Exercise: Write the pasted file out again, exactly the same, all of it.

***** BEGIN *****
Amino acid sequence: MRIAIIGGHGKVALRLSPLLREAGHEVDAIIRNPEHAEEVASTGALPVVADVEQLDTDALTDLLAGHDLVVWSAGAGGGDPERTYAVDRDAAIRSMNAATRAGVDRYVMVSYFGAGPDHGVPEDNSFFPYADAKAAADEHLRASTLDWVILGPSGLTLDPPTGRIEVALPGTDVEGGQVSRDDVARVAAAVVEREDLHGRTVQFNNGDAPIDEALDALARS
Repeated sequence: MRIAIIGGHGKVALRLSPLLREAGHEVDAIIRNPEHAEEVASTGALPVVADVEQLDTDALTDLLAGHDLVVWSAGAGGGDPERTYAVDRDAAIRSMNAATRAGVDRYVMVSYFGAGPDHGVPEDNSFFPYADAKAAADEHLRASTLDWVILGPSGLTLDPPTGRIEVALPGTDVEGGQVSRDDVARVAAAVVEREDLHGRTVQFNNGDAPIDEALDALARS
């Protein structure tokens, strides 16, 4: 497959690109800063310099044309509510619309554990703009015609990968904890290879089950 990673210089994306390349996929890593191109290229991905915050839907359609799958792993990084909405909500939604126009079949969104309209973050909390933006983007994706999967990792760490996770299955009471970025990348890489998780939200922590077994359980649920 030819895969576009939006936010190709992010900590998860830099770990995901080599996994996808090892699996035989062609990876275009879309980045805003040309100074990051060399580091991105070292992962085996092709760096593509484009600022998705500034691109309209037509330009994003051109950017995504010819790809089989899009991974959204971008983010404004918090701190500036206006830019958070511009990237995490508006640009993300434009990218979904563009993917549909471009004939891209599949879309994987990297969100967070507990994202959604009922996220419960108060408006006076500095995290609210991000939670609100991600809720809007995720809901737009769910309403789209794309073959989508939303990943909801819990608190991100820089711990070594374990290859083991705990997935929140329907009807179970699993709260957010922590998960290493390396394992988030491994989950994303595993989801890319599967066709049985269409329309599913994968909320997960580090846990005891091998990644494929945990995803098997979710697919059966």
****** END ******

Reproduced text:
Amino acid sequence: MRIAIIGGHGKVALRLSPLLREAGHEVDAIIRNPEHAEEVASTGALPVVADVEQLDTDALTDLLAGHDLVVWSAGAGGGDPERTYAVDRDAAIRSMNAATRAGVDRYVMVSYFGAGPDHGVPEDNSFFPYADAKAAADEHLRASTLDWVILGPSGLTLDPPTGRIEVALPGTDVEGGQVSRDDVARVAAAVVEREDLHGRTVQFNNGDAPIDEALDALARS
Repeated sequence: MRIAIIGGHGKVALRLSPLLREAGHEVDAIIRNPEHAEEVASTGALPVVADVEQLDTDALTDLLAGHDLVVWSAGAGGGDPERTYAVDRDAAIRSMNAATRAGVDRYVMVSYFGAGPDHGVPEDNSFFPYADAKAAADEHLRASTLDWVILGPSGLTLDPPTGRIEVALPGTDVEGGQVSRDDVARVAAAVVEREDLHGRTVQFNNGDAPIDEALDALARS
């Protein structure tokens, strides 16, 4: 497959690109800063310099044309509510619309554990703009015609990968904890290879089950 990673210089994306390349996929890593191109290229991905915050839907359609799958792993990084909405909500939604126009079949969104309209973050909390933006983007994706999967990792760490996770299955009471970025990348890489998780939200922590077994359980649920 030819895969576009939006936010190709992010900590998860830099770990995901080599996994996808090892699996035989062609990876275009879309980045805003040309100074990051060399580091991105070292992962085996092709760096593509484009600022998705500034691109309209037509330009994003051109950017995504010819790809089989899009991974959204971008983010404004918090701190500036206006830019958070511009990237995490508006640009993300434009990218979904563009993917549909471009004939891209599949879309994987990297969100967070507990994202959604009922996220419960108060408006006076500095995290609210991000939670609100991600809720809007995720809901737009769910309403789209794309073959989508939303990943909801819990608190991100820089711990070594374990290859083991705990997935929140329907009807179970699993709260957010922590998960290493390396394992988030491994989950994303595993989801890319599967066709049985269409329309599913994968909320997960580090846990005891091998990644494929945990995803098997979710697919059966």